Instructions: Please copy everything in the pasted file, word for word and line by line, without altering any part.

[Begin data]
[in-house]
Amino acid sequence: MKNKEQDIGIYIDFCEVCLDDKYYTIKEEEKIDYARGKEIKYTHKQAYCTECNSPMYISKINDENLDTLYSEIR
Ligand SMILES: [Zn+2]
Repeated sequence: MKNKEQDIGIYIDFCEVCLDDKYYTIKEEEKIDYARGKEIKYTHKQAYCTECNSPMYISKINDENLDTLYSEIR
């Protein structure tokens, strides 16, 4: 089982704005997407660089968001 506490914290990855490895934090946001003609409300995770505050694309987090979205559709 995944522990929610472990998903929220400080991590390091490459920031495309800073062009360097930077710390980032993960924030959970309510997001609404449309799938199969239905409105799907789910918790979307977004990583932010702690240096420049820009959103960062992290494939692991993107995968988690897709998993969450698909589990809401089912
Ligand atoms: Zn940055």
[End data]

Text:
[in-house]
Amino acid sequence: MKNKEQDIGIYIDFCEVCLDDKYYTIKEEEKIDYARGKEIKYTHKQAYCTECNSPMYISKINDENLDTLYSEIR
Ligand SMILES: [Zn+2]
Repeated sequence: MKNKEQDIGIYIDFCEVCLDDKYYTIKEEEKIDYARGKEIKYTHKQAYCTECNSPMYISKINDENLDTLYSEIR
């Protein structure tokens, strides 16, 4: 089982704005997407660089968001 506490914290990855490895934090946001003609409300995770505050694309987090979205559709 995944522990929610472990998903929220400080991590390091490459920031495309800073062009360097930077710390980032993960924030959970309510997001609404449309799938199969239905409105799907789910918790979307977004990583932010702690240096420049820009959103960062992290494939692991993107995968988690897709998993969450698909589990809401089912
Ligand atoms: Zn940055």